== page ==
Saturday, March 7, 2009

Dreidel, Dreidyl, Dreidl I've got myself a Dreydl

The dreidel is a traditional Hanukah toy. If the dreidel were merely a symbol of the Hanukah story then (borrowing from another holiday)-- Dayenu!--it would have been enough to assure its significance and memory throughout the generations. In fact, the dreidel has other symbolic meanings.

According to the American Heritage Dictionary of the English Language-Fourth Edition, the word dreidel derives from the Yiddish word dreydl based on dreyen, to turn. These words are themselves derived from Middle High German (draejen) and Old High German (draen). One occasionally sees alternative spellings dreidl, dreydl, and dreidyl in various contexts. More than one dreidel constitutes dreideloch but the common English plural is dreidels.

A dreidel differs from an ordinary spinning top because it is emblazoned with the four letters Nun-Gimel-Heh-Shin representing the words Nas-Godol-Hayah-Sham (A Great Miracle Happened There). Since 1948 Israeli dreidels bear the letters Nun-Gimel-Heh-Pei for the phrase A Great Miracle Happened Here.

The Hebrew word for dreidel is sivivon.

Physicists tell us that a spinning object generates an inertial torque that resists opposing motion. Spinning gyroscopes keep ships and planes on course. Whirling Dervishes spin themselves into a frenzy that they might enter a higher state of consciousness.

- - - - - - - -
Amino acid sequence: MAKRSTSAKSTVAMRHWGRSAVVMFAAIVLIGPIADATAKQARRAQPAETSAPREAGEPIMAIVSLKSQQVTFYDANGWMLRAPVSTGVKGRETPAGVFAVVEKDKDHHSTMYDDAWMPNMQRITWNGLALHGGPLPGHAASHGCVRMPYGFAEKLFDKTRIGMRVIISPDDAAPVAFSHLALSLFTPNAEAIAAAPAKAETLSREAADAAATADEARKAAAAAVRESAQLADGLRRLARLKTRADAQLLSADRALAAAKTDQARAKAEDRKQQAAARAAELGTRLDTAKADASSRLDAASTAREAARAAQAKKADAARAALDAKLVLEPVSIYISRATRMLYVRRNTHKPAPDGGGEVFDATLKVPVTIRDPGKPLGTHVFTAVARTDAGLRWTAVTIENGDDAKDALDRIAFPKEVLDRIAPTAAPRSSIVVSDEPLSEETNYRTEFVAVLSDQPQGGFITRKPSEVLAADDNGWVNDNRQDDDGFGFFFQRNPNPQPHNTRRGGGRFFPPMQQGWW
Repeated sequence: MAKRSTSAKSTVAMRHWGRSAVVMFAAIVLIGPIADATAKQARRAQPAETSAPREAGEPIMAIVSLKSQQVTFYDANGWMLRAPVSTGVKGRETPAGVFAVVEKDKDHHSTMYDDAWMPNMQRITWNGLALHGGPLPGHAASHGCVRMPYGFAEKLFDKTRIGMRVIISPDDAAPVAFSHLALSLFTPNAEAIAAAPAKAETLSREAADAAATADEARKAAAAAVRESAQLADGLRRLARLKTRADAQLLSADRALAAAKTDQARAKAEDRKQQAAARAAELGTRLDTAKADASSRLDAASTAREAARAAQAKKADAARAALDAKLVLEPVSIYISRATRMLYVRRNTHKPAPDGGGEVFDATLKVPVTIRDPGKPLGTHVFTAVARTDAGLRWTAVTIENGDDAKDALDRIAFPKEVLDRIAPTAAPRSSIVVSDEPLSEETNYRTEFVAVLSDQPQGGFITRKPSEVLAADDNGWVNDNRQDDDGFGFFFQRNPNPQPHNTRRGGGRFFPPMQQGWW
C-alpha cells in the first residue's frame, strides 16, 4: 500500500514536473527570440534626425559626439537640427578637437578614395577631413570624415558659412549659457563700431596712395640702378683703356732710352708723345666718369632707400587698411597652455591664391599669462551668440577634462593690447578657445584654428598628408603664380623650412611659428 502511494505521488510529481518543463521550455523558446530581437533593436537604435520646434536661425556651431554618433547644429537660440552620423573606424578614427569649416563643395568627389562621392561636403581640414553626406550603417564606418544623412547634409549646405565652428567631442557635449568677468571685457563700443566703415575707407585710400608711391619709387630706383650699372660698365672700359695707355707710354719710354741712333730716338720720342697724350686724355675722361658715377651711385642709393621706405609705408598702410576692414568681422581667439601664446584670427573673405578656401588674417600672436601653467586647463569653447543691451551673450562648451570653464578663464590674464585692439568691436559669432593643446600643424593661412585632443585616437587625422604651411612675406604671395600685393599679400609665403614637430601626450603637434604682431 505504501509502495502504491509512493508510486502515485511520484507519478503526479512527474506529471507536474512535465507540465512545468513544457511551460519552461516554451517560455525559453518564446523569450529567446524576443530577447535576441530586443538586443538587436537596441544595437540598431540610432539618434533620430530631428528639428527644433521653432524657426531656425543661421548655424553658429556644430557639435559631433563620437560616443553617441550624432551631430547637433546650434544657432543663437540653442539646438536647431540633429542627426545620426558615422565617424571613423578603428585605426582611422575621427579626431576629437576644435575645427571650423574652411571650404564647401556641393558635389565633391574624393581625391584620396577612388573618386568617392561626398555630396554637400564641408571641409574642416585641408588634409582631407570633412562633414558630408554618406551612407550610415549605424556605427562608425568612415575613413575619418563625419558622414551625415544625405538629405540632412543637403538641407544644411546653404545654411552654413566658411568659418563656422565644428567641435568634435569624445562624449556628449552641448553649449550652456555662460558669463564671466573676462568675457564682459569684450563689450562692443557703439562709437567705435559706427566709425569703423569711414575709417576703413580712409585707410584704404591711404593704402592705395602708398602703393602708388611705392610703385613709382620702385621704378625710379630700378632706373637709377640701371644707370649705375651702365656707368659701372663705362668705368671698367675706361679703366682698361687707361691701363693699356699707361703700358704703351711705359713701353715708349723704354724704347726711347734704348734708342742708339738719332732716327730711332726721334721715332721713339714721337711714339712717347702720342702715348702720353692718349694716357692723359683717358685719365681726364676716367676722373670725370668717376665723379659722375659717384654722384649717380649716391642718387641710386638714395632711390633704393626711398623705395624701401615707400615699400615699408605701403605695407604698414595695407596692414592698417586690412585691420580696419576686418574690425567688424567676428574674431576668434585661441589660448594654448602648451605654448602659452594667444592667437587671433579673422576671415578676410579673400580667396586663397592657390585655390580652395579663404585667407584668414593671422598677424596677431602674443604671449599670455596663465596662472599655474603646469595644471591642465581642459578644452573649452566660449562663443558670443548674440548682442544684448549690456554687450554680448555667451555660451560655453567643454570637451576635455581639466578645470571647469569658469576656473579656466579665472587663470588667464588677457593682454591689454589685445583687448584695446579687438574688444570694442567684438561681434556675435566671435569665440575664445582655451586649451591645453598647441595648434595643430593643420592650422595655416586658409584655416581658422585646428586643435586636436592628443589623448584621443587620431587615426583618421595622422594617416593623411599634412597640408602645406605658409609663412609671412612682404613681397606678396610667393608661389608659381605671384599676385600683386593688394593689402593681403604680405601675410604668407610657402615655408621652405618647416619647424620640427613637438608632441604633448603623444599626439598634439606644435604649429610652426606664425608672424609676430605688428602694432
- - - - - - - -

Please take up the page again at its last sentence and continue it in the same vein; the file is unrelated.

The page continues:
The dreidel is theology. The dreidel spins around a central point. It topples when it loses its connection to that point. So do we when we lose our Center. Spinning the dreidel is a symbol that life revolves about a Central Presence.

The dreidel is history. A dreidel has four sides. The four sides represent four empires that once enslaved us. The Babylonian, Persian, Greek and Roman empires each conquered most of the known world. In time they themselves toppled and fell.

The dreidel is psychology. A case can be made that the human spirit has four primary attributes: self (soul, nefesh), body (guf), reason (sechel) and everything (by extension, evil, hakol). When the dreidel is spun the four sides can no longer be distinguished and blend into a harmonious oneness about a single infinite point. Spinning the dreidel is a symbolic act of striving for that harmony.

The dreidel is philosophy. The four sides represent four aspects of the human dimension: that which stands apart (nivdal) the wheel of life (galgal), humility (shafal) and human potential (hiuli).

The dreidel is mystical numerology. Every Hebrew letter has an associated numerical value. Gematria assigns meanings to the arithmetic value of a word. Many congregations offer contributions in increments of $18 because the word chayim (life) has the numerical value eighteen.

The letters of the dreidel sum to 358, which is the same as the Hebrew word mashiach (Messiah). Spinning the dreidel is a symbolic act of messianic hope.

The letters in the Hebrew word for snake (nachash), also sum to 358.

The dreidel is Kabbalah geometry. The typical six-sided dreidel is related to a three dimensional projection of a torus in four-dimensional space. Followers of the Kabbalah assign mystical meanings to this geometric shape and its associated symmetries. It is said that if the each letter of the Hebrew alphabet were placed on a different vertex then various folds reveal combinations of letters spelling significant words.

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